Bible Reading Plan – April 23-29
Bible Project Reading Plan (April 16-22):
Isaiah 18-44; Psalms 113-119:32
Our God is a gracious God. He is patient, kind, giving, forgiving. He gives all good things to mankind. He has shown himself a friend to sinners: the Father sent the Son to gain atonement, and the Spirit to seal our atonement. These are riches beyond what man can fathom – a guilty people have the greatest riches poured out upon them, by the very one whom they have offended the most! The grace that is captured in the good news of the gospel can hardly be put into words, but merely experienced and echoed in our heart’s songs and prayers.
Yet, our God, the same God, is also a wrathful God. His anger towards sin burns, his patience, although long, will not tarry forever. There comes a day when his wrath is lit, when it is poured out on the world, a fiery burning wrath that consumes like wildfire. It is a fearsome thing to fall into the hands of the living God.
We often hold these two concepts separate, but the Bible holds no such separation. Our salvation is one with judgment – the gospel is that Jesus is the full demonstration of the love and wrath of God. He took on the Father’s wrath to show us his love. Let us not to be quick to separate these two, wrath and grace, and make them into two separate phases of God’s schizophrenic nature.
Isaiah 30 is a wonderful reminder of how these two ways of relating to mankind stand side-by-side in the Godhead. Listen to how each plays off of the other, one making an appearance while the other is still lingering in the context:
Therefore the LORD waits to be gracious to you, and therefore he exalts himself to show mercy to you. For the LORD is a God of justice; blessed are all those who wait for him. For a people shall dwell in Zion, in Jerusalem; you shall weep no more. He will surely be gracious to you at the sound of your cry. As soon as he hears it, he answers you. And though the Lord give you the bread of adversity and the water of affliction, yet your Teacher will not hide himself anymore, but your eyes shall see your Teacher. And your ears shall hear a word behind you, saying, “This is the way, walk in it,” when you turn to the right or when you turn to the left.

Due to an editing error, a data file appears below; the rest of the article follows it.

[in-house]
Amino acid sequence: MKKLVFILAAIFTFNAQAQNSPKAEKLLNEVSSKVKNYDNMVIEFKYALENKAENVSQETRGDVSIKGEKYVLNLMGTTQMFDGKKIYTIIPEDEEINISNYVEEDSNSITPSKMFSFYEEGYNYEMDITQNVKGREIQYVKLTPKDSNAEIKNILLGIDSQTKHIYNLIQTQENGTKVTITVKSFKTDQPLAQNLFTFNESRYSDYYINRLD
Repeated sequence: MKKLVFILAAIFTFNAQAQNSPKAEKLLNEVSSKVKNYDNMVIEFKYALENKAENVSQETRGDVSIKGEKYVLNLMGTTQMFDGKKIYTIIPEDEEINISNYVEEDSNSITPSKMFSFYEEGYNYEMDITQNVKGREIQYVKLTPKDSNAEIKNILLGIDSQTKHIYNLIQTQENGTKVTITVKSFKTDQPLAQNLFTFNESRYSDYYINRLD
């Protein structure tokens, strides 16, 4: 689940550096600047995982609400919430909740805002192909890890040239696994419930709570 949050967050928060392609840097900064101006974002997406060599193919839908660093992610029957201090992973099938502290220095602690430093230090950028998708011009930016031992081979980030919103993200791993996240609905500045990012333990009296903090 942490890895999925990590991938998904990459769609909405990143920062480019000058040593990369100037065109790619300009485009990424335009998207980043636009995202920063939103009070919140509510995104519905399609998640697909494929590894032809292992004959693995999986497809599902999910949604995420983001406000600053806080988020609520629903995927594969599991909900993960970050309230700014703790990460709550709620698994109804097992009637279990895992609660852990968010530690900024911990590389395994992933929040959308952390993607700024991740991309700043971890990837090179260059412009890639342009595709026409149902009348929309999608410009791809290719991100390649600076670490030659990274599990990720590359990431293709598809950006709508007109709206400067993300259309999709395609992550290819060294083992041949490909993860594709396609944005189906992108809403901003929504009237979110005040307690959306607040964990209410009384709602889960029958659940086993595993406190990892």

Then you will defile your carved idols overlaid with silver and your gold-plated metal images. You will scatter them as unclean things. You will say to them, “Be gone!” And he will give rain for the seed with which you sow the ground, and bread, the produce of the ground, which will be rich and plenteous. In that day your livestock will graze in large pastures, and the oxen and the donkeys that work the ground will eat seasoned fodder, which has been winnowed with shovel and fork. And on every lofty mountain and every high hill there will be brooks running with water, in the day of the great slaughter, when the towers fall. Moreover, the light of the moon will be as the light of the sun, and the light of the sun will be sevenfold, as the light of seven days, in the day when the LORD binds up the brokenness of his people, and heals the wounds inflicted by his blow.
Behold, the name of the LORD comes from afar, burning with his anger, and in thick rising smoke; his lips are full of fury, and his tongue is like a devouring fire; his breath is like an overflowing stream that reaches up to the neck; to sift the nations with the sieve of destruction, and to place on the jaws of the peoples a bridle that leads astray. You shall have a song as in the night when a holy feast is kept, and gladness of heart, as when one sets out to the sound of the flute to go to the mountain of the LORD, to the Rock of Israel. And the LORD will cause his majestic voice to be heard and the descending blow of his arm to be seen, in furious anger and a flame of devouring fire, with a cloudburst and storm and hailstones.
Isaiah 30:18-30 (ESV)
God is a gracious and wrathful God. The grace that he has shown to us will not be shown to all. Let this fuel our thanksgiving to God, our commitment to obedience, and our evangelism for others.